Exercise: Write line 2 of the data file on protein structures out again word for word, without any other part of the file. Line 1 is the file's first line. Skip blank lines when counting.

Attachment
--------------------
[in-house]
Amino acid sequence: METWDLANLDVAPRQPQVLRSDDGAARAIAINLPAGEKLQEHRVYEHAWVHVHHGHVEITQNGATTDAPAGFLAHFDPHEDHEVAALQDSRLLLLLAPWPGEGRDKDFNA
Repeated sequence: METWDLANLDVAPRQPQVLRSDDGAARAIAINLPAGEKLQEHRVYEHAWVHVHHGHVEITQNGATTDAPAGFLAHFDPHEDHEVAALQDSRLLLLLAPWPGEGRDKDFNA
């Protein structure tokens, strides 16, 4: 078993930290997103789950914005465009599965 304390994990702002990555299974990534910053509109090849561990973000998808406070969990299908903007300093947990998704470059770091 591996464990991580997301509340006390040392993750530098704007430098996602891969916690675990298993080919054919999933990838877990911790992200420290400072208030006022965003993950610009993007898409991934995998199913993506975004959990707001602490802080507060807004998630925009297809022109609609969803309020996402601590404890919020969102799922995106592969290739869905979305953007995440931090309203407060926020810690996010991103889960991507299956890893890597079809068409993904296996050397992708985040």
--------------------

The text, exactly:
Amino acid sequence: METWDLANLDVAPRQPQVLRSDDGAARAIAINLPAGEKLQEHRVYEHAWVHVHHGHVEITQNGATTDAPAGFLAHFDPHEDHEVAALQDSRLLLLLAPWPGEGRDKDFNA